The Animal Foundation recently announced plans to become a no-kill shelter by 2020 — welcome news to the foundation’s critics, such as No Kill Las Vegas, which was so disgusted with local euthanasia rates that it competed (unsuccessfully) for the municipal animal-sheltering contract this spring.
Lost in much of the jubilation over the Animal Foundation’s course-change was the role that Kanab, Utah-based Best Friends Animal Society will play. A national heavyweight in animal welfare, Best Friends will partner with the Animal Foundation on a program to deal with community — commonly known as “feral” — cats, which account for the bulk of animals euthanized at Lied Animal Shelter. Desert Companion asked Holly Sizemore, Best Friends’ national programs director, how one tackles this seemingly intractable problem.
What are Best Friends and the Animal Foundation doing together, exactly?
It’s a pilot project, so it will be designed to test something new. It won’t be in the entire Las Vegas area, but a select area. The basic gist of it is, right now cats are coming into Lied Animal Shelter that are deemed to have been successfully living outdoors, so if they are healthy and happy, we are going to sterilize and vaccinate them, and return them to their outdoor home. It’s reflective of what is commonly referred to in other parts of the country as “return to field.”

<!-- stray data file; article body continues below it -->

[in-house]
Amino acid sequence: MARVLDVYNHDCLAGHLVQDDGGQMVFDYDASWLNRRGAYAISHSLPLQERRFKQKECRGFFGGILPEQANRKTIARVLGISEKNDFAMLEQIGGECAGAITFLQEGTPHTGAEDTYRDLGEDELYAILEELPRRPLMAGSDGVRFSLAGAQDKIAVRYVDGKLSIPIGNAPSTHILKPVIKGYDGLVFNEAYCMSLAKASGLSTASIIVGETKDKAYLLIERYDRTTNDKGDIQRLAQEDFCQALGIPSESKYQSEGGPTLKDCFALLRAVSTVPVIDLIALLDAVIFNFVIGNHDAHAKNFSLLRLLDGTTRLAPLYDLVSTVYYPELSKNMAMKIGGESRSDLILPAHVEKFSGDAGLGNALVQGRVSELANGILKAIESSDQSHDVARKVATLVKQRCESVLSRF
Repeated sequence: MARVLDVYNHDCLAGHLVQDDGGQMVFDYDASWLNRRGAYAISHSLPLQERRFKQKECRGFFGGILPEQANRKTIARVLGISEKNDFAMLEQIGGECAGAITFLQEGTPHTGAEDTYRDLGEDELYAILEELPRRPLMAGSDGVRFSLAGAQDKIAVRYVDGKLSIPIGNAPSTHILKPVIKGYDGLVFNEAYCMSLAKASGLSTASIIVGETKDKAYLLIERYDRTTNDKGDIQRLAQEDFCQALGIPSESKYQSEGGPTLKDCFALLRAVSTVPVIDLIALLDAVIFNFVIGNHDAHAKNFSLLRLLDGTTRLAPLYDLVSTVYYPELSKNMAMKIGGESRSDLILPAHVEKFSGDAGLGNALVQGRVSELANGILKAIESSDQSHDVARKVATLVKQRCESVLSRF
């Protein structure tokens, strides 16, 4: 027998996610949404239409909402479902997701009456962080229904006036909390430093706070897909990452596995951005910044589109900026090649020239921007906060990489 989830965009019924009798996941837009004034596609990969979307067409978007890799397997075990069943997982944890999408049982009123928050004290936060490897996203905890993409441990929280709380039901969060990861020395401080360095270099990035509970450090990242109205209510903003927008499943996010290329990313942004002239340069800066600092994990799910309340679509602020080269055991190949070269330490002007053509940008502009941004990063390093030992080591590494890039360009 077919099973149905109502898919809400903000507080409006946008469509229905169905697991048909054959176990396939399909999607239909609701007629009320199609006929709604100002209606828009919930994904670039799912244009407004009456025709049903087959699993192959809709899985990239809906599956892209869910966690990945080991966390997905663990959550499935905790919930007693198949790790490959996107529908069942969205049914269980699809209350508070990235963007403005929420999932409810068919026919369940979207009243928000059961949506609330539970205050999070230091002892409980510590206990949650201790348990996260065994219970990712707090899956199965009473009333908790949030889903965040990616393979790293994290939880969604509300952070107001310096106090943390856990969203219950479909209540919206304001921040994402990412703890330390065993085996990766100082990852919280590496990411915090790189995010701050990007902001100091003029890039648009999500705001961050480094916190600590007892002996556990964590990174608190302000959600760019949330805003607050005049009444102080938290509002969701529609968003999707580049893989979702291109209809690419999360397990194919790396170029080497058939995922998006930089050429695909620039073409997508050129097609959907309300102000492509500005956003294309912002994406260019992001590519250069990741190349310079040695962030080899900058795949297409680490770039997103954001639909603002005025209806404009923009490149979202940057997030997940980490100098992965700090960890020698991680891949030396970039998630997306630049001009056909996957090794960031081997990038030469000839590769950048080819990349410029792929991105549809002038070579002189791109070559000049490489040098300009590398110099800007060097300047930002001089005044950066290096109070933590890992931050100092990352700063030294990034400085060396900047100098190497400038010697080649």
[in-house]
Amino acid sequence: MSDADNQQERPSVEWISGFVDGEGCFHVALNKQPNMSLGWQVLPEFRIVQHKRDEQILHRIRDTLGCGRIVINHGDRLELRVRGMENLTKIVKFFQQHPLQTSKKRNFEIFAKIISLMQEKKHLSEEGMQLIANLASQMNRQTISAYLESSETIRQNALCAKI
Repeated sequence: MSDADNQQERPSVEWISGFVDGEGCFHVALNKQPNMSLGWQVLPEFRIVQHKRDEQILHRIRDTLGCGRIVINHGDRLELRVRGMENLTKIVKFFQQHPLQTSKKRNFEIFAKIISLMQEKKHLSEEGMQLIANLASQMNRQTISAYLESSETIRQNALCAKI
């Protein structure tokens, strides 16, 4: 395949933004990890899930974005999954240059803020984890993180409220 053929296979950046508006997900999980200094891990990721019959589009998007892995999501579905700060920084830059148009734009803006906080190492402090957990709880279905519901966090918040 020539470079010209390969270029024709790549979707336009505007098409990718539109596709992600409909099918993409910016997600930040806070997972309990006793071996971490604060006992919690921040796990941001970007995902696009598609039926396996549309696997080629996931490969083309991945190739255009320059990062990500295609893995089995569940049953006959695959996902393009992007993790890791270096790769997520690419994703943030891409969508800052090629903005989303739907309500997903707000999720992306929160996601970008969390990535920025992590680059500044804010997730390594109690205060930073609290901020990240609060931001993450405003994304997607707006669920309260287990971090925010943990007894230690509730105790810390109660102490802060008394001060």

Best Friends co-partners on more return-to-field community cat projects than any other organization in the country. Most of these projects have been made possible by a partnership with PetSmart Charities, Best Friends and the local municipalities and TNR (trap-neuter-release) groups.
Will you be a subcontractor for Clark County, Las Vegas and North Las Vegas, since the Animal Foundation is their animal shelter contractor?
We’ll be working side-by-side with the Animal Foundation and numerous volunteers in close coordination with other TNR groups as well. … The Animal Foundation is contributing resources in time and staff to this project, and we are contributing the same. The local TNR groups are helping as well.
Is that groups like C5 (Community Cat Coalition of Clark County) and Heaven Can Wait?
Yes, we’ve been in close coordination with them about this, and we’re thrilled to have their and other groups’ support. The work they’re doing is phenomenal, and it has already had an impact over the years. That won’t stop. Our pilot is different in that it’s focusing specifically on the cats entering Lied. Of course, we’ll all work together to improve the whole comprehensive picture of community cats in the Las Vegas area, so coordination is key. We’re not taking over what these other groups were already doing. We’re adding one more piece of the pie in euthanasia reduction.
How do you respond to those who believe feral cats should be exterminated?
The idea that cats should be rounded up and euthanized is being challenged by community members all over the country, and shelters are responding by testing return-to-field programs on eligible cats. We’re partnering with shelters in nine cities around the country that have reduced their euthanasia rates, in part, through these programs, and we’ve supported dozens more through grants and mentoring. It’s an idea that is catching on.
You mentioned it’s a pilot project. What’s the length of your commitment?
Through March 31, 2016. We hope that it will turn into something permanent down the road.